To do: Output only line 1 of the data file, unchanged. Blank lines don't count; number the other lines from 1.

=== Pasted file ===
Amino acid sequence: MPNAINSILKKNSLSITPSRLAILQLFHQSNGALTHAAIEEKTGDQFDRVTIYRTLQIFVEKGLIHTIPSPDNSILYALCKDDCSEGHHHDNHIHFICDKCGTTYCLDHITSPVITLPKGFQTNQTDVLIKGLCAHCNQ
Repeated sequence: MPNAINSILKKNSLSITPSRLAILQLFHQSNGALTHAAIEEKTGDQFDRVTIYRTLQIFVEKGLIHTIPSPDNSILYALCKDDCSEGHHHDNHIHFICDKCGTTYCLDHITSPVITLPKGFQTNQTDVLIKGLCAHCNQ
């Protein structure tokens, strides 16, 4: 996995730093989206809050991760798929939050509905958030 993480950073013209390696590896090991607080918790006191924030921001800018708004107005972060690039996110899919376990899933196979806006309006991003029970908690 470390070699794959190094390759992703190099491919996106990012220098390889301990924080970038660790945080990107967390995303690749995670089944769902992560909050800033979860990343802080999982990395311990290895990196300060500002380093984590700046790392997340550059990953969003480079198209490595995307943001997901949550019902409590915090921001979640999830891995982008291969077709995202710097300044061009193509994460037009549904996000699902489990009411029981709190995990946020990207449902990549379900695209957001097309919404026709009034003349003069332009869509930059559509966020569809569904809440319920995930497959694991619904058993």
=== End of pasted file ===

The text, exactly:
Amino acid sequence: MPNAINSILKKNSLSITPSRLAILQLFHQSNGALTHAAIEEKTGDQFDRVTIYRTLQIFVEKGLIHTIPSPDNSILYALCKDDCSEGHHHDNHIHFICDKCGTTYCLDHITSPVITLPKGFQTNQTDVLIKGLCAHCNQ